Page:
He further highlighted that there was a change of positions under way at the head of the world. According to the current state of affairs, soon China will be the world’s most powerful economic and military power. America is in retreat, and meanwhile China is becoming ever stronger. Hungary, a country of ten million, must manoeuvre carefully during such times. “We’re allies of the West, but we would also like to develop an advantageous relationship with the emerging new great power. This is a complex task for policy-makers, verging on art,” he took the view.
Regarding the new German government, he said, reading their programme, “we have many question marks”. They declared Germany an immigrant country, deny that society is divided exclusively into men and women, would legalise soft drugs, empty the concept of the nation, and want a federal Europe. “We don’t know whether they will indeed implement this programme, and neither do we know whether they will attempt to extend this programme to the whole of Europe. We would like to conclude with them a tolerance agreement so that we can follow our own path on these issues,” he said.
Concerning the measures recently adopted by the government, he said they are not without precedence: the first instalment of the 13th monthly pension was given back already last year, while the government has provided benefits for families in conjunction with work since 2010. The reduction of taxes has been a permanent policy of the past twelve years, and due to the 7 per cent growth last year, they did not only reduce taxes, but even reimbursed those paid last year to families as they were affected most by the pandemic.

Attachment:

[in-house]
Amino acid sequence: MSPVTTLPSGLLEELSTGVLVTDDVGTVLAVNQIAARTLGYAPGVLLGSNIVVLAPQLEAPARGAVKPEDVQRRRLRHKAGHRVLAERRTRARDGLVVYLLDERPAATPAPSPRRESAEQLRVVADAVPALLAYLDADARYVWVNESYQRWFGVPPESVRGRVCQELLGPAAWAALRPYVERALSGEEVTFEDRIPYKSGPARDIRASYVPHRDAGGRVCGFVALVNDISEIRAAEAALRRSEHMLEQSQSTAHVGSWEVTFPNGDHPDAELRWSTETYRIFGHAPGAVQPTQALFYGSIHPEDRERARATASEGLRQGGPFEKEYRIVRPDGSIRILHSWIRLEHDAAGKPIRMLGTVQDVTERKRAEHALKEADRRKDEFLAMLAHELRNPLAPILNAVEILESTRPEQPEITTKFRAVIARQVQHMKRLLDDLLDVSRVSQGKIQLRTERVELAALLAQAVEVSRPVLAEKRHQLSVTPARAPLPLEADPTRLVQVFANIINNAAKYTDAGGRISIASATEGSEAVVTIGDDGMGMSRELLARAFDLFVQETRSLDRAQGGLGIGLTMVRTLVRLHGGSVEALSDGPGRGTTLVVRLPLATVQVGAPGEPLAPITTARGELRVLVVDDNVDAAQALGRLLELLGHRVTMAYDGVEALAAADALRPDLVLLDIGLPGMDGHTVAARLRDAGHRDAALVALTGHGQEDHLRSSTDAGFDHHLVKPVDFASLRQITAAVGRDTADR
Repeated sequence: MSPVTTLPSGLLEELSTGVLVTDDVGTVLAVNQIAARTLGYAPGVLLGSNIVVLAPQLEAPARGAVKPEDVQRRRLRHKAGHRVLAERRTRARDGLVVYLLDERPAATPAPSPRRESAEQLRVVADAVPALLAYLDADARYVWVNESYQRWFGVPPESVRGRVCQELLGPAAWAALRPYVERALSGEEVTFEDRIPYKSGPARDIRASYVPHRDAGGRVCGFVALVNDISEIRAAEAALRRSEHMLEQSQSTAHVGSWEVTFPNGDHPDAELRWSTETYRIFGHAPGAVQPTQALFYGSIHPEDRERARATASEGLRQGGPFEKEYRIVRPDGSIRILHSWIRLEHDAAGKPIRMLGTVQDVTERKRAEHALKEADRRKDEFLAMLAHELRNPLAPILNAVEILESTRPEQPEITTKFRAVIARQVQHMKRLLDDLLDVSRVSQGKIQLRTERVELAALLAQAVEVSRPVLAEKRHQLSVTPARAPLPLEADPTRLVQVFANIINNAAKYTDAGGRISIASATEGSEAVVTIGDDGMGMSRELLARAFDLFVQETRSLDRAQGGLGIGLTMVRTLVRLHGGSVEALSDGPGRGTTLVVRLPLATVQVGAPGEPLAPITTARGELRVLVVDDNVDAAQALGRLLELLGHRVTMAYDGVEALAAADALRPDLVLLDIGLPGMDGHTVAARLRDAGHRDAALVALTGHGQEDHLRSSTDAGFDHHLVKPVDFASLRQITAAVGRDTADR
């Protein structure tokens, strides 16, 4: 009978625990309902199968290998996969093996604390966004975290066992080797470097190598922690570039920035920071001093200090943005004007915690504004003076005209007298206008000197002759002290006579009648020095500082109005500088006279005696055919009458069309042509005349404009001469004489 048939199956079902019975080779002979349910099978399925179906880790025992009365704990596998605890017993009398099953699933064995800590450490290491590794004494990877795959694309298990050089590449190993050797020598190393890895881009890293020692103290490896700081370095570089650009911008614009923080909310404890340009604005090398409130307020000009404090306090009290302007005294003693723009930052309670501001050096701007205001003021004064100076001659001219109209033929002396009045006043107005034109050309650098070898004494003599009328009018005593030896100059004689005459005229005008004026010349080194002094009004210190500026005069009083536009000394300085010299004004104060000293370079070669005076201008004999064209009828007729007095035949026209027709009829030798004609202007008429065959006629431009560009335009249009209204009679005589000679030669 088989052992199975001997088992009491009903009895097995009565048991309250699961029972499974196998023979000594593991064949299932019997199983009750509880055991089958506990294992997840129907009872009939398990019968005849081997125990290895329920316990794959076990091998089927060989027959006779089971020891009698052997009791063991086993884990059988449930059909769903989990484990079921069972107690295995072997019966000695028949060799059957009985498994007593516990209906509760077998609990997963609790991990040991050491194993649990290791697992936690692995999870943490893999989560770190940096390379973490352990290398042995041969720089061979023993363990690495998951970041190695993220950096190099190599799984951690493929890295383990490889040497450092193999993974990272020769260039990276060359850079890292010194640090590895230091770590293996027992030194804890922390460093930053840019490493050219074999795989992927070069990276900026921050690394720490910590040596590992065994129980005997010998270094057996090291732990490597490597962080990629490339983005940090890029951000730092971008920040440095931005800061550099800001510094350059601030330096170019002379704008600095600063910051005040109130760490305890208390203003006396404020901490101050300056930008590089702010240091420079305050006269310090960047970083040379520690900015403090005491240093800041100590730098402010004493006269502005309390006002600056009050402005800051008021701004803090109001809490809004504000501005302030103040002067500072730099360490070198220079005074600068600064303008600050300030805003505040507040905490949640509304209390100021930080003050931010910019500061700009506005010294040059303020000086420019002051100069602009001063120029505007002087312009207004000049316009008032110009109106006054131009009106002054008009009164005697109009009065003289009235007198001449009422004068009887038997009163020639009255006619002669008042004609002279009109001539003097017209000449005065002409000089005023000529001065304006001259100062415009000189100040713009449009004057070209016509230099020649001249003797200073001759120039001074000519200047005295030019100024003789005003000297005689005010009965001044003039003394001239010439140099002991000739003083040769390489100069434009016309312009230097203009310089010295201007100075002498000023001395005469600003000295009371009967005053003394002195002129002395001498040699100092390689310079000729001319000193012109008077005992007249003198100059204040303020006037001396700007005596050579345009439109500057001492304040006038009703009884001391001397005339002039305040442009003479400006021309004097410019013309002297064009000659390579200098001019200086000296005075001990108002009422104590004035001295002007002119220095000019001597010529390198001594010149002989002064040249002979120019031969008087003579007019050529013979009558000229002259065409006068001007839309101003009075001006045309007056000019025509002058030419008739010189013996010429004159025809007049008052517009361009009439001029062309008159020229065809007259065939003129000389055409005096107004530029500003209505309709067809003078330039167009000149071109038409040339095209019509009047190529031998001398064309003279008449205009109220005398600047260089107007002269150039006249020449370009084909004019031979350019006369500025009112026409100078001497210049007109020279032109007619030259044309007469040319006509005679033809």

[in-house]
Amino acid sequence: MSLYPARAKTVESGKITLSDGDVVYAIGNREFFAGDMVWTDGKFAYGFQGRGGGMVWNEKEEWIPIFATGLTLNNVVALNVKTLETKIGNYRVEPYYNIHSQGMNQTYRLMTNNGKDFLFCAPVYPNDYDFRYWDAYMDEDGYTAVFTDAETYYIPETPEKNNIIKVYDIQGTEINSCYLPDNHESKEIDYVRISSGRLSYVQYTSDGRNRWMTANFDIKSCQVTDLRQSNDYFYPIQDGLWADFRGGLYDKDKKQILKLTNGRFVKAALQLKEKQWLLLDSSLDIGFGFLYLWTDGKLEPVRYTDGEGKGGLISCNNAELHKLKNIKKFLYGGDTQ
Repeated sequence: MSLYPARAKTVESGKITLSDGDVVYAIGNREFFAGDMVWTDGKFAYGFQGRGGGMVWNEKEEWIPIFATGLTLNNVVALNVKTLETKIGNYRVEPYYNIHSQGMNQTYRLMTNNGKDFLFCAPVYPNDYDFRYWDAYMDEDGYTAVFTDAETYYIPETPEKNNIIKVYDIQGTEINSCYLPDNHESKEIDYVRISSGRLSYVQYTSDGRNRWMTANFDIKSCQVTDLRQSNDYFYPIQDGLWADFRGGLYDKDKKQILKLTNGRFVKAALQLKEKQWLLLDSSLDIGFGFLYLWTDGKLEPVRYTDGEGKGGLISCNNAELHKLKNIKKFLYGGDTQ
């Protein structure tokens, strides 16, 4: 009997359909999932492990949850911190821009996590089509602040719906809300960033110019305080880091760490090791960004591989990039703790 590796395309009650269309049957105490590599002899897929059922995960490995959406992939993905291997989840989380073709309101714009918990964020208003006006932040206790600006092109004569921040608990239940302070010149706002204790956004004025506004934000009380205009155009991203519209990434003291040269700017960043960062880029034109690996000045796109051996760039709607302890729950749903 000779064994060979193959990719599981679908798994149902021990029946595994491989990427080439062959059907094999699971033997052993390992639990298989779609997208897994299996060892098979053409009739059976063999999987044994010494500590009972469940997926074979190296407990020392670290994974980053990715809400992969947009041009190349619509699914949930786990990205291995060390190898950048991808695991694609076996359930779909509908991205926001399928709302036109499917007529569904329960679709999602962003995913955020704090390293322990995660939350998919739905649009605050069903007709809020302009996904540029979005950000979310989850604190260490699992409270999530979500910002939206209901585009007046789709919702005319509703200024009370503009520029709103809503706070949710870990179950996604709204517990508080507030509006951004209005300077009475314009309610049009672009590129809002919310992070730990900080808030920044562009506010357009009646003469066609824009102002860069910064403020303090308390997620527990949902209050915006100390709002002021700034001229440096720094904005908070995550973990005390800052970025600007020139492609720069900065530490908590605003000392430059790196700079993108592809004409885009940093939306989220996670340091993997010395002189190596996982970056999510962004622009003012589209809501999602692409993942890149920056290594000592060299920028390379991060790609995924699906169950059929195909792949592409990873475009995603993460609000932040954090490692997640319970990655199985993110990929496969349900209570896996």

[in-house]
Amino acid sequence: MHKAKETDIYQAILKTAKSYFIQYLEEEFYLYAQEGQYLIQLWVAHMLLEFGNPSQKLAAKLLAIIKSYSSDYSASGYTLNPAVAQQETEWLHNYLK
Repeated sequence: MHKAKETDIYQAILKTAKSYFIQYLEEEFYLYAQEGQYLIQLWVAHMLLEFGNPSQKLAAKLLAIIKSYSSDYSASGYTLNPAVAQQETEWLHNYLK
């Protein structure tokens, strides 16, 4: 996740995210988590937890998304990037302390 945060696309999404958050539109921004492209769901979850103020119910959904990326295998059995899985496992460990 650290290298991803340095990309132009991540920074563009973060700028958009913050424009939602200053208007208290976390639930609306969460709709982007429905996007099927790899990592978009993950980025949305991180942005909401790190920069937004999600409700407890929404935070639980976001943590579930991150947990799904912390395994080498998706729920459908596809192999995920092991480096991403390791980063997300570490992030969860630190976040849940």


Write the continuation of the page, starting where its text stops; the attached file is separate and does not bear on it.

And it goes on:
“These measures are not connected to the fact that there will be elections, and don’t represent a change of course compared to that we have stood for so far. Political stability, financial stability, a transparent economic policy whose declared goal is to serve a demographic policy that connects work and family together. This is the line we follow, and we have no intention of abandoning it,” he said.
At the same time, with regard to the current war situation, Hungary’s demography-centred policies are being supplemented with a security policy at a higher level. The next decade will be about security, the Prime Minister pointed out, adding that in the years ahead they will also complement Hungary’s family policy. “In this department, too, we must go forward, not backward,” he stressed.
In the context of the upcoming parliamentary elections, he said it is painful that thirty-two years after the fall of communism, we still regard a parliamentary election as a matter of life and death. “In a normal situation, an election should only be about good governance; yet, we still look upon it as a matter of life and death as there is a threat that another generation of communists might return. I have higher hopes regarding the elections than a simple victory. I sincerely hope that the communists won’t survive a fourth defeat. If we’re able to win for a fourth time, then with that we can achieve two aims at once. On the one hand, we can avert the direct social and economic dangers arising from the return of the Gyurcsány-Bajnai era, we can continue the work we’re doing, we’ll go forward, not backward,” he underlined.
“On the other hand, with another victory we’ll be able to force a radical transformation within the ranks of the opposition, and with this a new chapter could begin in Hungarian internal politics. If therefore someone wants real change in Hungarian internal politics, instead of changing the government they must change the opposition. That will bring about real change. Only electors are capable of that,” Mr Orbán said.